He thought for a minute he could hear a blue jay, but not way out here at Beclabito. He hung up the clothes and put the basket away, and then grabbed a piece of biscuit and put a couple pieces of Spam on it and cut himself a third one and one more for the cat.
He grabbed a couple of peaches and swirled around the coffee from yesterday and drank himself some from the pot. His wife would say something to him if she saw him do that, but he thought “Why use a cup?”
He took some kindling and made a fire in the outside stove and put some water in a big pot and put in the cups and silverware they used the night before. It would help to have them cook for a little while, so that his wife wouldn't have to clean up.
The light was starting to come up; it was a brighter blue. You could see inside the house a little better. He stepped around quietly and got dressed with his work clothes. His wife was still sleeping. Her hair was a little gray. She had gone to bed stiff from the arthritis.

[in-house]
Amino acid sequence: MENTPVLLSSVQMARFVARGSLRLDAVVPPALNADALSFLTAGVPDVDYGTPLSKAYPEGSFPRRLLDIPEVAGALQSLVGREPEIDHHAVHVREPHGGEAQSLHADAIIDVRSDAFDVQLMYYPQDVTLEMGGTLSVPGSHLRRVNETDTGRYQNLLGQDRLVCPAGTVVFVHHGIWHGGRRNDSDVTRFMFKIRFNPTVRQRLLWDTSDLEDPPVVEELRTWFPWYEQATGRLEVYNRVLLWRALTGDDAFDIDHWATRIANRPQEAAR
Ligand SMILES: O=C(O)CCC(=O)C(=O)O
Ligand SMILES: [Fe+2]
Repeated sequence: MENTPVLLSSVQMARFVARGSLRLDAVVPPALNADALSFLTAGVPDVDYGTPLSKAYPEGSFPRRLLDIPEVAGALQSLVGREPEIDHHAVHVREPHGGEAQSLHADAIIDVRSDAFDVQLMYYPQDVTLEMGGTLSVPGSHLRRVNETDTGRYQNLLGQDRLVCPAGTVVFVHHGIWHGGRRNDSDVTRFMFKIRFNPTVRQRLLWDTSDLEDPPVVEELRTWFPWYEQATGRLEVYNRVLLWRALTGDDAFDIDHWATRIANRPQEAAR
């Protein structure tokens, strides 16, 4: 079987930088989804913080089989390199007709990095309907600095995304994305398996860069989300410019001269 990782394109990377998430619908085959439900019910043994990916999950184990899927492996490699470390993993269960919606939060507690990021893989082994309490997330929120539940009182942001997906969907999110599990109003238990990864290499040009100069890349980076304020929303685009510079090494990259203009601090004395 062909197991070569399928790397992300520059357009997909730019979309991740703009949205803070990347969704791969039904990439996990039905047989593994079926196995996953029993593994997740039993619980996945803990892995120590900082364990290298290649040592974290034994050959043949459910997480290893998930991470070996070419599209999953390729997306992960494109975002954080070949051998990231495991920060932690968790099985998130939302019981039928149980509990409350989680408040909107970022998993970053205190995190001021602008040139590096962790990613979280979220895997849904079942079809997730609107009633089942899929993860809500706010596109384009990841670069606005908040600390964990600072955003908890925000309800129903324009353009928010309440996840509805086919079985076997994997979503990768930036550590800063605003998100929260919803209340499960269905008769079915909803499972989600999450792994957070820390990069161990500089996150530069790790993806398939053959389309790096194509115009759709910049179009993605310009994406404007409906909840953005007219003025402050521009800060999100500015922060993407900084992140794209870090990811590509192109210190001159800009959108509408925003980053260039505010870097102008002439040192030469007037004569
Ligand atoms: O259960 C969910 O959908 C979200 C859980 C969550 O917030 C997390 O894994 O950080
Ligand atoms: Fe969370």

He remembered a girl a long time ago who could run like the wind. She would race him. He told her that when she ran her cheeks got all red and she looked like a chipmunk. She used to get a mad look on her face when he said that and she looked even more like a chipmunk. She would chase him around and hit him. She could run faster and swim better than him. One time when she got mad at him she almost drowned him down by the river, but that was a long time ago. Now it was harder for her to get around.